During the height of the Covid 19 pandemic, I attended a church that would use multiple spoons for communion. I know that there are many Orthodox authorities like Fr. Peter Heers who condemned this innovative and seemingly faithless practice. There is nothing that these commentators have said that I disagree with, however I know that my priest can hardly be called an innovator or modernizer, and his use of multiple spoons was not an act of faithlessness on his part. I told him about my concerns with the use of multiple spoons and he said that in Church history, there are a number of examples of communion being served in an irregular manner to condescend to the times. He told me of this saint who would partake of communion from a hollowed-out apple, as he was imprisoned by the Turks and could not commune at a church. He also spoke of how during the early Soviet persecutions and famines, some priests would substitute the bread and wine of the Eucharist for tree bark and water, as that was all the sustenance they had available to them. Of course, the Covid pandemic ultimately did not become as severe as the Turkish or Bolshevik yokes, but at that time it seems like events could have followed those historical examples. For secular people, Orthodox communion is exceptionally off-putting, as to commune the entire laity utilizes the same spoon. A pandemic would be the perfect justification to shutter Orthodox churches, as they had attempted (and largely succeeded) with Catholic and Protestant churches. Furthermore, the secular organization representing the ethnic community of the church I attended had already petitioned the local government to shut down and fine a church that had supposedly “violated” Covid mandates. So during the pandemic, there were hidden wolves amongst the laity who were willing to use the power of the state to shutter their own church. This event understandably became the subject of multiple homilies, and my priest condemned those who essentially betrayed the Church to the state. In this state of affairs, with a power-mad government, hidden Judases, and a laity who is being misled by those in authority, my priest, under the advisement of his bishop, decided to utilize multiple spoons. I have no reason to question Fr. Heer’s teachings, and I do not. He is correct and multiple spoons is a sacrilege, but so also would be allowing for a church to be closed. I know that my priest did not do what he did because he thought the Body and Blood of Christ could communicate illness. He did it as a precaution so as to ward off the eye of the secular authorities.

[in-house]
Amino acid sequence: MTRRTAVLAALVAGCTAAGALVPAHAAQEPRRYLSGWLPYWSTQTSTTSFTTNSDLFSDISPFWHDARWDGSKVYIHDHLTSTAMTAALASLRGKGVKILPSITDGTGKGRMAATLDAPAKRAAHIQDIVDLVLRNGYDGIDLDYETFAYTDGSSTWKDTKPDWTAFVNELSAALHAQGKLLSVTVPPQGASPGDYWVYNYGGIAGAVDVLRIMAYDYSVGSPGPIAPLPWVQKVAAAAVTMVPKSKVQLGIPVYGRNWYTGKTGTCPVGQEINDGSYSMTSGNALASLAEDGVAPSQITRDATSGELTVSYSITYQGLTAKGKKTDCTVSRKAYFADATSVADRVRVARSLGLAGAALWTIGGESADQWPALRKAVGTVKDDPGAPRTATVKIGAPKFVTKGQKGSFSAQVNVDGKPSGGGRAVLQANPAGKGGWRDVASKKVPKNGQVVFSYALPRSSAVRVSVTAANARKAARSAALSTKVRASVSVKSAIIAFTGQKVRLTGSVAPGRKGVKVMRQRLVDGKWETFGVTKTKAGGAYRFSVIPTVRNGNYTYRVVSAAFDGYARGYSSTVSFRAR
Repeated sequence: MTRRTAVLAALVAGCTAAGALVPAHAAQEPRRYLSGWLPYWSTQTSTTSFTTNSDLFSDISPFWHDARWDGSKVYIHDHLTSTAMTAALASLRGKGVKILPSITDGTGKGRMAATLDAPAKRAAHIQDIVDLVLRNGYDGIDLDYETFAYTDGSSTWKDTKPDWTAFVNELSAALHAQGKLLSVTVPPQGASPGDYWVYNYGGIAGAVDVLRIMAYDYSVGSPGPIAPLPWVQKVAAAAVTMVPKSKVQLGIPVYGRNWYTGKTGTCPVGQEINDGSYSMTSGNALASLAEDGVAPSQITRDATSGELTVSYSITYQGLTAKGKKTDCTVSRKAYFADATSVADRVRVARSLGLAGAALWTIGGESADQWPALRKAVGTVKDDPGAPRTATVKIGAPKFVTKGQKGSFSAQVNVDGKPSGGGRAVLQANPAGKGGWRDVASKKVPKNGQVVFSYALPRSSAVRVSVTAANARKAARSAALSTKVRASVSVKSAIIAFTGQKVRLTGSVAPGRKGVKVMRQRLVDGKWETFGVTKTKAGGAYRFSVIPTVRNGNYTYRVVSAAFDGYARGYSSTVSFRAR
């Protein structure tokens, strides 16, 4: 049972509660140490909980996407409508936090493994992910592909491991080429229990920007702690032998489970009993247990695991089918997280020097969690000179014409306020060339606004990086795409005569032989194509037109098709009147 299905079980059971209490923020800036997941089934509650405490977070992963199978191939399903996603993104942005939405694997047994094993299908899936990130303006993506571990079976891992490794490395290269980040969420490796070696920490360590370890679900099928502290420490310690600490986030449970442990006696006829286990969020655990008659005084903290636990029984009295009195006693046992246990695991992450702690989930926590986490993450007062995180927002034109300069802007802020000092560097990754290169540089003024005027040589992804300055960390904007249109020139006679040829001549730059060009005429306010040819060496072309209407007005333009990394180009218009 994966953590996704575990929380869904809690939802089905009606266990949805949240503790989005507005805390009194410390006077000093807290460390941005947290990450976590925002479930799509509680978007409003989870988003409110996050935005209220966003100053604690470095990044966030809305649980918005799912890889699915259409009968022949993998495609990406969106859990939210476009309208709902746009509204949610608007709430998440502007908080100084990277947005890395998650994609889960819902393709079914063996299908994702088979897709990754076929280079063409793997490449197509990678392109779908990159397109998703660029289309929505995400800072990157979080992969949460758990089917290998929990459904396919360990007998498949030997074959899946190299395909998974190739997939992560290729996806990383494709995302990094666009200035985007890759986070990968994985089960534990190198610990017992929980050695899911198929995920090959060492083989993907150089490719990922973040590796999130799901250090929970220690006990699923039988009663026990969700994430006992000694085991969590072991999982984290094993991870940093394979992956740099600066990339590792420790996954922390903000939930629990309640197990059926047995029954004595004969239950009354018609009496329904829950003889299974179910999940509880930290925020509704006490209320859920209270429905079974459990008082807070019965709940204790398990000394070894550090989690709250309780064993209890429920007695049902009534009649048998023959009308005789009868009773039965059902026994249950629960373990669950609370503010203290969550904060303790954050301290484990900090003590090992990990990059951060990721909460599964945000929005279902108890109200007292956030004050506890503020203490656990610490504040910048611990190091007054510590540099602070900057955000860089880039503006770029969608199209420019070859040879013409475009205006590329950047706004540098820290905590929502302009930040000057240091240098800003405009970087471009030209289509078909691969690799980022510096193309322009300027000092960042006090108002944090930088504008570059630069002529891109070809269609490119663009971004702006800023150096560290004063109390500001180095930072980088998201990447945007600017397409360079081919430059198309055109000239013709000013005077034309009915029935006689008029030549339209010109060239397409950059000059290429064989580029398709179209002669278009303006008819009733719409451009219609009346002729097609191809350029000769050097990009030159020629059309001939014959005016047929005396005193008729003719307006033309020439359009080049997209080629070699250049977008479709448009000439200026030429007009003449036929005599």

Now, some may say that my church should have been willing to risk being shut down so as to continue the Orthodox practice of communion. This is a fair point, and one I cannot really argue against. In that time of uncertainty, it seemed like the Orthodox, other traditional Christian sects, and people broadly on the right were gradually being pushed towards a confrontation with secular national and internationalist institutions. Covid was being fixed to become the Golgotha of the right-believing. The use of multiple spoons was thus less of an avoidance of persecution and martyrdom, but a stay by which we could be given extra time so as to prepare for what was evidently forthcoming. I believe my articles of that time betrayed a certain expectancy of the end. When I came to Quebec, the church I first attended had received visits from the local police during services, and the provincial government was announcing its plans to tax those who refused to receive the Covid vaccination. Such a tax would have either rendered my family homeless or compelled us to move at short notice and at great expense. The end seemed to be approaching, and the institutional Church was going to be destroyed regardless of if it was today as a result of retaining the single communion spoon, or in the future when churches themselves were to be deemed as too great a transmission vector for the disease. We can argue whether my church should have been willing to face persecution in that earlier phase of the pandemic, but even if my church was in the wrong, I know that when the ultimate time came to either submit of face martyrdom, my priest would have unhesitatingly led us to Golgotha. As for me personally, I did not like the use of multiple spoons but I understood the reason why they were used. I never was hesitant or fearful to commune.